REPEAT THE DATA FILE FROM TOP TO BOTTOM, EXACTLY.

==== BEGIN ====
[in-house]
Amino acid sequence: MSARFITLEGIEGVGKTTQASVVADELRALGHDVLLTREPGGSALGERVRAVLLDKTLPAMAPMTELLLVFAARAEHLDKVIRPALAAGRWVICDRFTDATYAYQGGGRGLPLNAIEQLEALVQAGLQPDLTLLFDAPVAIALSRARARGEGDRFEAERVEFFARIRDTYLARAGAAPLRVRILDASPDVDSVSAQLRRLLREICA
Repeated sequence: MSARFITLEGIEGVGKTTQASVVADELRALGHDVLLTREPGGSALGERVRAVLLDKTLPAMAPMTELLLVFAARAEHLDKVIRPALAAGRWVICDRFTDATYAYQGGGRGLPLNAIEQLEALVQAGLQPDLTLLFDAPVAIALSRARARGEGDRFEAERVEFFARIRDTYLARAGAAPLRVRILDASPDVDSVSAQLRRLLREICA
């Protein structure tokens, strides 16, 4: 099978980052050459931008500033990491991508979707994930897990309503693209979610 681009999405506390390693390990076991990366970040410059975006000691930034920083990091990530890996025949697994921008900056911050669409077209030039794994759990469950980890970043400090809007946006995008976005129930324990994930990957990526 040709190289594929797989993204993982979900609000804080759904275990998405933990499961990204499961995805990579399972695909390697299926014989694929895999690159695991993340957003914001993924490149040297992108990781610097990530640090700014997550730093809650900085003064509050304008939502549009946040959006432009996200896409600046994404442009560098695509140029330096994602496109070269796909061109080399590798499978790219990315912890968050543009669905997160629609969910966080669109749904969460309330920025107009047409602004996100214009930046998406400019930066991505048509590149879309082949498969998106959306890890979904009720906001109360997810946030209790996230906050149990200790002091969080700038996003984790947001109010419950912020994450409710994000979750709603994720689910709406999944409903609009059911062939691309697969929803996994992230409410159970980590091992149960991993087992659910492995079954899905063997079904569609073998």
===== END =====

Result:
[in-house]
Amino acid sequence: MSARFITLEGIEGVGKTTQASVVADELRALGHDVLLTREPGGSALGERVRAVLLDKTLPAMAPMTELLLVFAARAEHLDKVIRPALAAGRWVICDRFTDATYAYQGGGRGLPLNAIEQLEALVQAGLQPDLTLLFDAPVAIALSRARARGEGDRFEAERVEFFARIRDTYLARAGAAPLRVRILDASPDVDSVSAQLRRLLREICA
Repeated sequence: MSARFITLEGIEGVGKTTQASVVADELRALGHDVLLTREPGGSALGERVRAVLLDKTLPAMAPMTELLLVFAARAEHLDKVIRPALAAGRWVICDRFTDATYAYQGGGRGLPLNAIEQLEALVQAGLQPDLTLLFDAPVAIALSRARARGEGDRFEAERVEFFARIRDTYLARAGAAPLRVRILDASPDVDSVSAQLRRLLREICA
């Protein structure tokens, strides 16, 4: 099978980052050459931008500033990491991508979707994930897990309503693209979610 681009999405506390390693390990076991990366970040410059975006000691930034920083990091990530890996025949697994921008900056911050669409077209030039794994759990469950980890970043400090809007946006995008976005129930324990994930990957990526 040709190289594929797989993204993982979900609000804080759904275990998405933990499961990204499961995805990579399972695909390697299926014989694929895999690159695991993340957003914001993924490149040297992108990781610097990530640090700014997550730093809650900085003064509050304008939502549009946040959006432009996200896409600046994404442009560098695509140029330096994602496109070269796909061109080399590798499978790219990315912890968050543009669905997160629609969910966080669109749904969460309330920025107009047409602004996100214009930046998406400019930066991505048509590149879309082949498969998106959306890890979904009720906001109360997810946030209790996230906050149990200790002091969080700038996003984790947001109010419950912020994450409710994000979750709603994720689910709406999944409903609009059911062939691309697969929803996994992230409410159970980590091992149960991993087992659910492995079954899905063997079904569609073998």